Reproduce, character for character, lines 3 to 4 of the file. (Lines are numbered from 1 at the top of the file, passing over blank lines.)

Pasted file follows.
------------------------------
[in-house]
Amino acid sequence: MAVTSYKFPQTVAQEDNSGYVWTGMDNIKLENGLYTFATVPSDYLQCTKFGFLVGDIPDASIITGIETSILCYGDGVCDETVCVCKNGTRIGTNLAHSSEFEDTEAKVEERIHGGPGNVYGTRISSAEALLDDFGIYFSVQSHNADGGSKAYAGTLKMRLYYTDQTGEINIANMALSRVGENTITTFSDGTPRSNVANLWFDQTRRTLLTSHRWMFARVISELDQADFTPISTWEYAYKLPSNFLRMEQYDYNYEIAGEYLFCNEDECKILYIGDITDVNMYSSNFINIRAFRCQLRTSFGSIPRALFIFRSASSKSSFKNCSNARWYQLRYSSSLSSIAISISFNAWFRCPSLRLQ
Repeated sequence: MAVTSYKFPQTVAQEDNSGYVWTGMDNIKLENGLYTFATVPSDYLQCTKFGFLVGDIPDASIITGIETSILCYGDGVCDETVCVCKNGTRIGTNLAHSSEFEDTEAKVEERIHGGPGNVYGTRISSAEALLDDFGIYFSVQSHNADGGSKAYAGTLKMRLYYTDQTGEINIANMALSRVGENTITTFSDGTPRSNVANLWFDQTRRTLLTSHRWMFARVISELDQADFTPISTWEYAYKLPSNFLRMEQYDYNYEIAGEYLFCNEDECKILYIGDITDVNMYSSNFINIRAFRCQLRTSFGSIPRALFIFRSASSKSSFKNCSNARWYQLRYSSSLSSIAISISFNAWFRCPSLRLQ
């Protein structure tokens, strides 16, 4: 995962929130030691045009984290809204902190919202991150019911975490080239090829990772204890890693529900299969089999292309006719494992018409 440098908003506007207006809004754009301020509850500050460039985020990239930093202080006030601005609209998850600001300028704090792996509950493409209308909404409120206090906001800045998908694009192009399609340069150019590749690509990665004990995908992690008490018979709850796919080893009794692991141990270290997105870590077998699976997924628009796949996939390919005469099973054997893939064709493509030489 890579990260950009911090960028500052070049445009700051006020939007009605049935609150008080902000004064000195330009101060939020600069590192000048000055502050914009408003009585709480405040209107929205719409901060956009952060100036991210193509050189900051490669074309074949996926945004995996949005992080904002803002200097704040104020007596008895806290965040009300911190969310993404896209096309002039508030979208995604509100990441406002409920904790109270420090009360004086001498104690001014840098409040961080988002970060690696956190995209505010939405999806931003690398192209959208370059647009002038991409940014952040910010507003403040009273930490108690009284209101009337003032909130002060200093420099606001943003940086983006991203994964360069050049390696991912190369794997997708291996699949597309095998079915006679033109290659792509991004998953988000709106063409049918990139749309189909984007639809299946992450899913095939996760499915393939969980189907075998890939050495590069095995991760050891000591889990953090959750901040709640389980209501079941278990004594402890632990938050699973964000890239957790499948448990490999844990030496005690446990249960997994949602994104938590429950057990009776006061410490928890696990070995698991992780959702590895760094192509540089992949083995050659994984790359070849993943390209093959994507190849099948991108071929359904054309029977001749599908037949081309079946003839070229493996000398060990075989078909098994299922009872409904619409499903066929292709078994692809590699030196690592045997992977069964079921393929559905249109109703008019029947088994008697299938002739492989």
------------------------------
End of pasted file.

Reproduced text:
Repeated sequence: MAVTSYKFPQTVAQEDNSGYVWTGMDNIKLENGLYTFATVPSDYLQCTKFGFLVGDIPDASIITGIETSILCYGDGVCDETVCVCKNGTRIGTNLAHSSEFEDTEAKVEERIHGGPGNVYGTRISSAEALLDDFGIYFSVQSHNADGGSKAYAGTLKMRLYYTDQTGEINIANMALSRVGENTITTFSDGTPRSNVANLWFDQTRRTLLTSHRWMFARVISELDQADFTPISTWEYAYKLPSNFLRMEQYDYNYEIAGEYLFCNEDECKILYIGDITDVNMYSSNFINIRAFRCQLRTSFGSIPRALFIFRSASSKSSFKNCSNARWYQLRYSSSLSSIAISISFNAWFRCPSLRLQ
């Protein structure tokens, strides 16, 4: 995962929130030691045009984290809204902190919202991150019911975490080239090829990772204890890693529900299969089999292309006719494992018409 440098908003506007207006809004754009301020509850500050460039985020990239930093202080006030601005609209998850600001300028704090792996509950493409209308909404409120206090906001800045998908694009192009399609340069150019590749690509990665004990995908992690008490018979709850796919080893009794692991141990270290997105870590077998699976997924628009796949996939390919005469099973054997893939064709493509030489 890579990260950009911090960028500052070049445009700051006020939007009605049935609150008080902000004064000195330009101060939020600069590192000048000055502050914009408003009585709480405040209107929205719409901060956009952060100036991210193509050189900051490669074309074949996926945004995996949005992080904002803002200097704040104020007596008895806290965040009300911190969310993404896209096309002039508030979208995604509100990441406002409920904790109270420090009360004086001498104690001014840098409040961080988002970060690696956190995209505010939405999806931003690398192209959208370059647009002038991409940014952040910010507003403040009273930490108690009284209101009337003032909130002060200093420099606001943003940086983006991203994964360069050049390696991912190369794997997708291996699949597309095998079915006679033109290659792509991004998953988000709106063409049918990139749309189909984007639809299946992450899913095939996760499915393939969980189907075998890939050495590069095995991760050891000591889990953090959750901040709640389980209501079941278990004594402890632990938050699973964000890239957790499948448990490999844990030496005690446990249960997994949602994104938590429950057990009776006061410490928890696990070995698991992780959702590895760094192509540089992949083995050659994984790359070849993943390209093959994507190849099948991108071929359904054309029977001749599908037949081309079946003839070229493996000398060990075989078909098994299922009872409904619409499903066929292709078994692809590699030196690592045997992977069964079921393929559905249109109703008019029947088994008697299938002739492989």